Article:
The Melanaus have been thought to be amongst the original settlers of Sarawak. Originally from Mukah, the Melanaus traditionally lived in tall houses. Nowadays, they have adopted a Malay lifestyle, living in kampong-type settlements. Traditionally, Melanaus were fishermen and still today, they are reputed as some of the finest boat-builders and craftsmen.
While the Melanaus are ethnically different from the Malays, their lifestyles and practices are quite similar especially in the larger towns and cities where most Melanau have adopted the Islamic faith.
The Melanaus were believed to originally worship spirits in a practice verging on paganism. Today most of them are Muslim and some are Christians, though they still celebrate traditional animist festivals such as the annual Kaul Festival.
Kaul Festival @ Pesta Kaul
The best-known festival celebrated by the Melanaus is the Kaul Festival (Pesta Kaul). Originating from the animistic beliefs traditionally held by the Melanaus, the Pesta Kaul is held annually, usually in March or early April, as a purification and thanks giving to appease the spirits of the sea, land, forests and farm.
This festival is celebrated by the Melanau people living in the coastal settlements in Mukah,Sarawak.(Borneo Island) Through the festival, the Melanaus people offer their thanks to the spirits for keeping them safe through the monsoon season, and ask for a good bounty on their fishing trips.
Today, however, the Pesta Kaul is celebrated more as a cultural festival, rather than a religious one. One of the highlights of this festival is the Tibow ,a traditional giant swing sometimes 20-feet high, from which youths would dive down to catch a swinging rope.
The Tibow, the death defying 20-foot high swing,here youths dive from a high bamboo scaffolding and catch a swinging l rope as it reaches the height of its arc. First one, then two and eventually eight young men hanging in a clump from the giant swing as it soars above the beach. Pesta Kaul is about more than giant swings ,it’s a colorful festival with a flotilla of highly decorated boats,beach games and lots of delicious Melanau food.Traditionally ,during the monsoon ,the river mouths were closed.
Villages would be palei or taboo for days before Kaul. No one was allowed to leave or enter, and people underwent purification ceremonies during Kaul.The highly decorated fishing boats move down river carrying the seraheng, a flat round basket raised on a bamboo pole. It is placed on a riverbank while the Bapa Kaul or leader of the ceremony invokes the spirits and pours water over the offerings. In the past the sick and elderly would gather by the ‘seraheng’ so that the water poured on the offerings would fall on them and wash away all evil. Today the ceremony is of social rather than religious significance.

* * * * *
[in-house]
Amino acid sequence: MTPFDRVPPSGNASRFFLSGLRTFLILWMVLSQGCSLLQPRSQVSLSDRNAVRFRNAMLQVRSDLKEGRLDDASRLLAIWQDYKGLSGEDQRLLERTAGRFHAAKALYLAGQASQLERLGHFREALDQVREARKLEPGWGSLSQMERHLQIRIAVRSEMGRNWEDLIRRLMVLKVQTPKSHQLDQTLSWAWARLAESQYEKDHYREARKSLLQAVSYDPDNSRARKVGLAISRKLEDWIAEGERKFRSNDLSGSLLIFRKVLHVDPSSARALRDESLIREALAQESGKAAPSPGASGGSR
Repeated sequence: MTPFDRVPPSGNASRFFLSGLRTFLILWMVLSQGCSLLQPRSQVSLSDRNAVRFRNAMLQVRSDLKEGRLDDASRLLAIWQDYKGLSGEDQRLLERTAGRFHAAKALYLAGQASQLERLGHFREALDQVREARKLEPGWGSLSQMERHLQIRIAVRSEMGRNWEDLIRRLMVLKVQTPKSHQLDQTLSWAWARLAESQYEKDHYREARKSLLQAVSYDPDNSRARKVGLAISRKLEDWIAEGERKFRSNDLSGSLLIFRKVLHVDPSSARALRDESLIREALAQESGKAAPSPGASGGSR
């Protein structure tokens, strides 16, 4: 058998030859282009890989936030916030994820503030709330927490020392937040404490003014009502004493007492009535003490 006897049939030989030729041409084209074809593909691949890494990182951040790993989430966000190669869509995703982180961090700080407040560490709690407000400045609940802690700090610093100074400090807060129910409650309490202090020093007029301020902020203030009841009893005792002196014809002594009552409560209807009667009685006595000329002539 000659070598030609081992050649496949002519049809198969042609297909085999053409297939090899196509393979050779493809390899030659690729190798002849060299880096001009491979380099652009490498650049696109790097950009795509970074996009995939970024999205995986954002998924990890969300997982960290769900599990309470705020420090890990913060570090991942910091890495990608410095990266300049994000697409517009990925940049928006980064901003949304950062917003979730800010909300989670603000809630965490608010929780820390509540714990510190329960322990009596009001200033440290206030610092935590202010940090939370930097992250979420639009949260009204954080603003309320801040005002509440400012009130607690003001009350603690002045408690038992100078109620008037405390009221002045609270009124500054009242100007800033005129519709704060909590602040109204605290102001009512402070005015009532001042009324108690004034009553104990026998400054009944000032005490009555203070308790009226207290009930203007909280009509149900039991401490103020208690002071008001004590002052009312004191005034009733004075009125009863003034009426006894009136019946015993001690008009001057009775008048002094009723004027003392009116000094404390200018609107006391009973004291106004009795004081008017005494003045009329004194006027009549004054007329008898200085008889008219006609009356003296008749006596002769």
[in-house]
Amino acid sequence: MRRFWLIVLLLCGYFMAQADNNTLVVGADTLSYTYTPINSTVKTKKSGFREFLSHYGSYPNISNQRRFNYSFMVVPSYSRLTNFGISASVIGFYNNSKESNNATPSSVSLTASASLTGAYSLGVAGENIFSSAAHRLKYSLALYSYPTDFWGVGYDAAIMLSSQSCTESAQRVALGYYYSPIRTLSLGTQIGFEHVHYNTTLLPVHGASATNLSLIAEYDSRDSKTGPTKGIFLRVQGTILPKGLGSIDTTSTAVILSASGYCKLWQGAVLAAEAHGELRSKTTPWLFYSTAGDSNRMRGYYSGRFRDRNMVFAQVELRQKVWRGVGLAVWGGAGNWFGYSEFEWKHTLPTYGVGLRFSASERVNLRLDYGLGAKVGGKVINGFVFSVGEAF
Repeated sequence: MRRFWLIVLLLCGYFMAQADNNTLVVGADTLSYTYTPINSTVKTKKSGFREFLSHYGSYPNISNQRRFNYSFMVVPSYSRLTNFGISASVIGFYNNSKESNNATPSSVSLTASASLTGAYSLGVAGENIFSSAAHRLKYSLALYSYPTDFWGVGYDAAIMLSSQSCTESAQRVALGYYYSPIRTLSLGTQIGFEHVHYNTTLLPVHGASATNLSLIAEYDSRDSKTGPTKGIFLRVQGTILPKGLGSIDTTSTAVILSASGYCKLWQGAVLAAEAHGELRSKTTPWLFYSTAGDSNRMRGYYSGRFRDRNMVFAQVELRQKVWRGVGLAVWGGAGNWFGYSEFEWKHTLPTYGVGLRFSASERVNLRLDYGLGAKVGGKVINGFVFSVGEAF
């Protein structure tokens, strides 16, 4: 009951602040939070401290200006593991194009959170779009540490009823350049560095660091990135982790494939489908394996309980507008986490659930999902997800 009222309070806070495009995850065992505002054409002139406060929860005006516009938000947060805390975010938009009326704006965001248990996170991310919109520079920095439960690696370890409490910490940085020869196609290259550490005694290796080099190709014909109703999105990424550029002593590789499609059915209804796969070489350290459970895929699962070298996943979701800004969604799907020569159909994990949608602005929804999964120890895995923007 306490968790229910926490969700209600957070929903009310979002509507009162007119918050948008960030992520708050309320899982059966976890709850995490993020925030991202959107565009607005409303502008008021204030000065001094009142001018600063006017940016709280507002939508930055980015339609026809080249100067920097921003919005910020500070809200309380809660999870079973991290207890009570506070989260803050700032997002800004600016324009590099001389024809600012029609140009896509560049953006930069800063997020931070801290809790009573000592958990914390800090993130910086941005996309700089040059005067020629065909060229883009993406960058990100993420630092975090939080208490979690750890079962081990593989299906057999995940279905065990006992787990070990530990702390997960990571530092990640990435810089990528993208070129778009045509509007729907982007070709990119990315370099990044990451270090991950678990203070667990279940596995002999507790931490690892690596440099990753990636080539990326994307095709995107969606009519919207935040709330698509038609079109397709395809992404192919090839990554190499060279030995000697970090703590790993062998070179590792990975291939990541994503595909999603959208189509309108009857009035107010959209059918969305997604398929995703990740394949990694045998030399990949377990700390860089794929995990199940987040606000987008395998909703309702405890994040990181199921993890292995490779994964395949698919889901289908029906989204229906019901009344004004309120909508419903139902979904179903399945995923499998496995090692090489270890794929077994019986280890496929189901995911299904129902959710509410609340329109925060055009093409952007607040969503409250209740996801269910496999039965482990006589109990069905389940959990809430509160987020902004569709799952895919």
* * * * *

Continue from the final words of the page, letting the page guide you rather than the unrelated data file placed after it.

After the ceremony there are games on the beach, displays of Melanau martial arts, dancing and eating. The festivities do not stop with sunset, they just move to the Melanau houses built on rivers and streams where there are cultural performances and non stop feasting. The attractive native dwellings give the fishing villages near Mukah, the air of a bamboo Venice and their hospitality is legendary.
After the ceremony there are games on the beach, displays of Melanau martial arts, dancing and eating. The festivities do not stop with sunset, they just move to the Melanau houses built on rivers and streams where there are cultural performances and non stop feasting. The attractive native dwellings give the fishing villages near Mukah, the air of a bamboo Venice and their hospitality is legendary.Visitors to Kaul soon find why Melanau cuisine is famed throughout Sarawak. The versatile sago has become their staple food. Guests palates are surprised at the many delicious ways sago can be prepared and with the addition of seafood, visitors enjoy the appetizing variety of tasty treats.
The festival would not be complete without its boat racing. These boat races range from dugout boats to 40-horsepower motorised boats. For the men who participate, money isn’t everything. They prize recognition and esteem far more than banknotes.
Kaul is also the right time to sample some of the Melanau delicacies. With their ancestors being fishermen, it comes as no surprise that most of their food involves fish. Umai, spicy raw fish salad marinated in lime is the Melanau signature dish. Visitors can also experience ikan salai, smoked fish which smoulders your taste buds with its tangy, smoked, yet succulent, silky flavours.
Today most of them are Catholics or Muslims and often of the two religions in thesame family live in the same house,but they still celebrate Pesta Kaul with gusto.The old animist religion may not be practiced these days but the legend live on.